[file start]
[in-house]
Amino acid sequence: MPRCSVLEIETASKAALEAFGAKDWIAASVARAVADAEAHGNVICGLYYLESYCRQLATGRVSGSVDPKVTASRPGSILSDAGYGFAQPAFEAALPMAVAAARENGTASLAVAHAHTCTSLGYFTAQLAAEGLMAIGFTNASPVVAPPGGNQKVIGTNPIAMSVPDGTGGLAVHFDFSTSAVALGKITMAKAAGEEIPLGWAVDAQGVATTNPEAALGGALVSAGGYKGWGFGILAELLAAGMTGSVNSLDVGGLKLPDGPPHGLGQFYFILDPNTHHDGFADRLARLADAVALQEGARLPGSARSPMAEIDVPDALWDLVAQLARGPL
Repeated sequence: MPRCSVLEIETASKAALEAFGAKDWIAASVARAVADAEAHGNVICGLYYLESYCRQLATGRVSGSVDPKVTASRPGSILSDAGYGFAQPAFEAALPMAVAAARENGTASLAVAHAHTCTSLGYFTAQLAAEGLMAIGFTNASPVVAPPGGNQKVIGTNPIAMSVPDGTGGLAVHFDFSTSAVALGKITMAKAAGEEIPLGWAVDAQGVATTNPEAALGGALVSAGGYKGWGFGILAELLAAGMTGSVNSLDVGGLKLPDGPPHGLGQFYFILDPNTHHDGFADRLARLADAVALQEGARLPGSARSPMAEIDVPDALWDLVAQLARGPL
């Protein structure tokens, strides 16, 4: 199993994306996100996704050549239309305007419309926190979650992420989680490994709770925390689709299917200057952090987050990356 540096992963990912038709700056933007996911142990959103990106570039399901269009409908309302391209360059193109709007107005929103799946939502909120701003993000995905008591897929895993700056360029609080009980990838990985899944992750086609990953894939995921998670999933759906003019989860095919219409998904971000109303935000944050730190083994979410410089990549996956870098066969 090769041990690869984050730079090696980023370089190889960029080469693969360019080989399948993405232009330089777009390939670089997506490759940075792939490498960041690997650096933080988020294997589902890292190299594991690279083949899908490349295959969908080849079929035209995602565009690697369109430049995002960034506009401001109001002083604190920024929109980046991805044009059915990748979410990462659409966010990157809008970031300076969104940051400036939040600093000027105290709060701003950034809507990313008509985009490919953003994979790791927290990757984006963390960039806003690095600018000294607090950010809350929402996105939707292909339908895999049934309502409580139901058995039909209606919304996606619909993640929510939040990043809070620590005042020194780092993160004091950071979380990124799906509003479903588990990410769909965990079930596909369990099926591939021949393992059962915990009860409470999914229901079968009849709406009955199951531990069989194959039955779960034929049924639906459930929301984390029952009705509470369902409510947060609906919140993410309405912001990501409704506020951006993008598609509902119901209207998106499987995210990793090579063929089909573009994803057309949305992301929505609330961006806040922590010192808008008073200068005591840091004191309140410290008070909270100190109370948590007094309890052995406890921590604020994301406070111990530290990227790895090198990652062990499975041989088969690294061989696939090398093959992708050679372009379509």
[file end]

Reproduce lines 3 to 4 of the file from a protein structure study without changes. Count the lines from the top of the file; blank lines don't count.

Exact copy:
Repeated sequence: MPRCSVLEIETASKAALEAFGAKDWIAASVARAVADAEAHGNVICGLYYLESYCRQLATGRVSGSVDPKVTASRPGSILSDAGYGFAQPAFEAALPMAVAAARENGTASLAVAHAHTCTSLGYFTAQLAAEGLMAIGFTNASPVVAPPGGNQKVIGTNPIAMSVPDGTGGLAVHFDFSTSAVALGKITMAKAAGEEIPLGWAVDAQGVATTNPEAALGGALVSAGGYKGWGFGILAELLAAGMTGSVNSLDVGGLKLPDGPPHGLGQFYFILDPNTHHDGFADRLARLADAVALQEGARLPGSARSPMAEIDVPDALWDLVAQLARGPL
């Protein structure tokens, strides 16, 4: 199993994306996100996704050549239309305007419309926190979650992420989680490994709770925390689709299917200057952090987050990356 540096992963990912038709700056933007996911142990959103990106570039399901269009409908309302391209360059193109709007107005929103799946939502909120701003993000995905008591897929895993700056360029609080009980990838990985899944992750086609990953894939995921998670999933759906003019989860095919219409998904971000109303935000944050730190083994979410410089990549996956870098066969 090769041990690869984050730079090696980023370089190889960029080469693969360019080989399948993405232009330089777009390939670089997506490759940075792939490498960041690997650096933080988020294997589902890292190299594991690279083949899908490349295959969908080849079929035209995602565009690697369109430049995002960034506009401001109001002083604190920024929109980046991805044009059915990748979410990462659409966010990157809008970031300076969104940051400036939040600093000027105290709060701003950034809507990313008509985009490919953003994979790791927290990757984006963390960039806003690095600018000294607090950010809350929402996105939707292909339908895999049934309502409580139901058995039909209606919304996606619909993640929510939040990043809070620590005042020194780092993160004091950071979380990124799906509003479903588990990410769909965990079930596909369990099926591939021949393992059962915990009860409470999914229901079968009849709406009955199951531990069989194959039955779960034929049924639906459930929301984390029952009705509470369902409510947060609906919140993410309405912001990501409704506020951006993008598609509902119901209207998106499987995210990793090579063929089909573009994803057309949305992301929505609330961006806040922590010192808008008073200068005591840091004191309140410290008070909270100190109370948590007094309890052995406890921590604020994301406070111990530290990227790895090198990652062990499975041989088969690294061989696939090398093959992708050679372009379509």